Two Questions for Bob Murphy

Bob Murphy objects to my recent defense of Jonathan Gruber. I have two questions for Bob.

Suppose a newly elected Republican president wants to exempt all investment income from taxation. There are two ways to do this:

1) Retain the income tax, but exempt all interest, dividends, and capital gains (while also abolishing the corporate and estate taxes).

2) Scrap the income tax and replace it with a national consumption tax.

The president’s chief economic advisor, like all economists, is well aware that these two policies are essentially equivalent in the sense that, once prices, wages and interest rates adjust to the new policies, each individual taxpayer is burdened exactly as much by policy 2) as by policy 1). More precisely, at least following an initial adjustment period each individual taxpayer enjoys exactly the same lifetime stream of consumption under policy 2) as under policy 1).

Let’s suppose also that the chief economic advisor believes that policy 1) is vulnerable to scurrilous class-warfare-themed attacks and therefore cannot be sold to the American people. Policy 2), however, stands a chance of passage. He therefore goes around honestly touting what he perceives to be the clear virtues of policy 2), choosing not to mention that it’s equivalent to policy 1).

Question 1: Has that chief economic advisor behaved reprehensibly?

Question 2: Is there any essential moral difference between the strategies employed by that advisor and by Jonathan Gruber?

Note: An opponent of the ACA could, of course, argue that unlike this economic advisor, Gruber used his powers for evil. But if that’s your argument, note that we knew all along that Gruber was promoting the ACA, and therefore the recent revelations do not add to his culpability.


40 Responses to “Two Questions for Bob Murphy”

  1. 1 1 Harold

    Surmise for a moment that it was possible to disguise some earned income as dividends. Policy 1 is no longer the same in practice as policy 2.

  2. 2 2 ThomasBayes

    This might connect more with an earlier post than this one, but it does seem to connect to both . . .

    Would it be sound economics to use the following argument to justify a claim that a consumption task benefits low- and middle-income Americans at the expense of the elite?

    “Even if the costs of a consumption task are passed on in the form of higher prices, the rich are different from you and me. They spend a lot more money, and, therefore, bear a higher share of the costs.”

    How about using a similar argument to justify a claim that pollution control taxes benefit low- and middle-income Americans at the expense of the elite?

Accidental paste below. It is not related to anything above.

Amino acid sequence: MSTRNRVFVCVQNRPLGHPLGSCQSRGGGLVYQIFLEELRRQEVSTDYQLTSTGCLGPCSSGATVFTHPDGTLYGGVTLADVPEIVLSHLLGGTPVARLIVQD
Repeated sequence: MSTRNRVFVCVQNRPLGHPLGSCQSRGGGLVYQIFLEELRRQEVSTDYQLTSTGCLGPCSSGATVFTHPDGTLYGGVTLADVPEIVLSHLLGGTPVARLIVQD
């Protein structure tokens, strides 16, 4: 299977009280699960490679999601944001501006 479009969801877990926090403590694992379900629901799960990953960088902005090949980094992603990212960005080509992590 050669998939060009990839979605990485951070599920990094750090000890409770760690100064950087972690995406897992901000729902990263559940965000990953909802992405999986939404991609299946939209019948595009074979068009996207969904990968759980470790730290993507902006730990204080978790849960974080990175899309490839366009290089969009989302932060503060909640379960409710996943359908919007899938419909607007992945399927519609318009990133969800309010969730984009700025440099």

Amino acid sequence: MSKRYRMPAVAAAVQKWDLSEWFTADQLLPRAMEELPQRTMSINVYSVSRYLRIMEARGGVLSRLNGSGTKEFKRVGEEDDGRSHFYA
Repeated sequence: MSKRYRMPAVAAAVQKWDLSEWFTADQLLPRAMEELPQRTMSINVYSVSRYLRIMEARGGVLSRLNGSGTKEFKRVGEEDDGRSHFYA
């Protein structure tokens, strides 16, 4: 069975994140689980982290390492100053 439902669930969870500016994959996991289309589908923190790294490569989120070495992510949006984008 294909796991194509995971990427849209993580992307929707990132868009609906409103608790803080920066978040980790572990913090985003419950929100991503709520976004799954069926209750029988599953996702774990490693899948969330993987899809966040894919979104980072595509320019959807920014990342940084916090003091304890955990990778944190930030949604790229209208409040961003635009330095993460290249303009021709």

“Even if the costs of pollution control are passed on in the form of higher prices, the rich are different from you and me. They spend a lot more money, and, therefore, bear a higher share of the costs.”

  3. 3 3 Yancey Ward

    And when it is pointed out that the two are the same, what does said economist say, Steve?

    There is a reason we have a class of lies called lies of omission.

  4. 4 4 Bob Murphy

    (1) If video surfaced of the guy laughing about how he had exploited the stupidity and ignorance of the American people, then I certainly wouldn’t be writing posts defending him. But as far as the scenario you paint above, I could imagine a particular way it would play out, where I wouldn’t say the guy acted reprehensibly.

    (Note that Steve refers to the advisor as “he.” I don’t want women to think I am dismissing the possibility that they too could throw the public under the bus while advising politicians.)

    (2) I don’t think this is a great analogy. If people reject option #1 because it taxes them more heavily than rich capitalists, then they would have to be pretty dense to think that getting rid of all those pre-existing taxes on rich capitalists and replacing them with a tax just on consumption, is somehow better in that dimension.

    In contrast, having someone say “We can either take away your tax break or impose a new tax on rich insurance companies” is not nearly as easy to interpret as the same, unless you’ve had some training in economics. *I* botched the initial draft of my post. That was an inexcusable mistake for me to make–since I taught this stuff to undergrads for three years–but it’s a perfectly reasonable mistake for a general member of the public to make.

  5. 5 5 Keshav Srinivasan

    Steve, in policy 2 do you also intend to abolish the corporate and estate taxes?

  6. 6 6 Jon Sanders

    I have paid income taxes on the money I have saved. Now you want me to pay a consumption tax when I spend my savings, effectively taxing me twice.